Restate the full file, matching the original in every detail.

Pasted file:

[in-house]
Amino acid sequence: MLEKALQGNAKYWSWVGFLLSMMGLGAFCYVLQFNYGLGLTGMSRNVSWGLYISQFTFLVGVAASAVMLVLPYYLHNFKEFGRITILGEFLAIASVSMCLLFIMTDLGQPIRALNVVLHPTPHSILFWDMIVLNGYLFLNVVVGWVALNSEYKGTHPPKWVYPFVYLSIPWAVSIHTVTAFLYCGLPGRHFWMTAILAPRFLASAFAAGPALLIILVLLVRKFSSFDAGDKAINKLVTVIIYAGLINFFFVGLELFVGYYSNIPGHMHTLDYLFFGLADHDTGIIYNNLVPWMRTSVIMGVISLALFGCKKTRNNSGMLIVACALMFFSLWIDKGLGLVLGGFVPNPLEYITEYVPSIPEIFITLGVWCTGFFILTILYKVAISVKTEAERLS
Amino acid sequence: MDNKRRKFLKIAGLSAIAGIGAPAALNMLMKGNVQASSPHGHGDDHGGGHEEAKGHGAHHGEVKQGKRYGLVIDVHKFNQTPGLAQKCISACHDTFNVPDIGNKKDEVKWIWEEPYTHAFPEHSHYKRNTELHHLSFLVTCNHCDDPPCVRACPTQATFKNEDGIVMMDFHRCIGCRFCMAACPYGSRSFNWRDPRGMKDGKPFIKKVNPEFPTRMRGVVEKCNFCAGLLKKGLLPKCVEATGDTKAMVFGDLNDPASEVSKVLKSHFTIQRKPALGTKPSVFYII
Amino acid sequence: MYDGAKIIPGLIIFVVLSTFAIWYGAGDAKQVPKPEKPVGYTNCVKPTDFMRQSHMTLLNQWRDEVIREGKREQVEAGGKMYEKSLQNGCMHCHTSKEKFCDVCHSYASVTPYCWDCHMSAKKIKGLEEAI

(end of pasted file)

[in-house]
Amino acid sequence: MLEKALQGNAKYWSWVGFLLSMMGLGAFCYVLQFNYGLGLTGMSRNVSWGLYISQFTFLVGVAASAVMLVLPYYLHNFKEFGRITILGEFLAIASVSMCLLFIMTDLGQPIRALNVVLHPTPHSILFWDMIVLNGYLFLNVVVGWVALNSEYKGTHPPKWVYPFVYLSIPWAVSIHTVTAFLYCGLPGRHFWMTAILAPRFLASAFAAGPALLIILVLLVRKFSSFDAGDKAINKLVTVIIYAGLINFFFVGLELFVGYYSNIPGHMHTLDYLFFGLADHDTGIIYNNLVPWMRTSVIMGVISLALFGCKKTRNNSGMLIVACALMFFSLWIDKGLGLVLGGFVPNPLEYITEYVPSIPEIFITLGVWCTGFFILTILYKVAISVKTEAERLS
Amino acid sequence: MDNKRRKFLKIAGLSAIAGIGAPAALNMLMKGNVQASSPHGHGDDHGGGHEEAKGHGAHHGEVKQGKRYGLVIDVHKFNQTPGLAQKCISACHDTFNVPDIGNKKDEVKWIWEEPYTHAFPEHSHYKRNTELHHLSFLVTCNHCDDPPCVRACPTQATFKNEDGIVMMDFHRCIGCRFCMAACPYGSRSFNWRDPRGMKDGKPFIKKVNPEFPTRMRGVVEKCNFCAGLLKKGLLPKCVEATGDTKAMVFGDLNDPASEVSKVLKSHFTIQRKPALGTKPSVFYII
Amino acid sequence: MYDGAKIIPGLIIFVVLSTFAIWYGAGDAKQVPKPEKPVGYTNCVKPTDFMRQSHMTLLNQWRDEVIREGKREQVEAGGKMYEKSLQNGCMHCHTSKEKFCDVCHSYASVTPYCWDCHMSAKKIKGLEEAI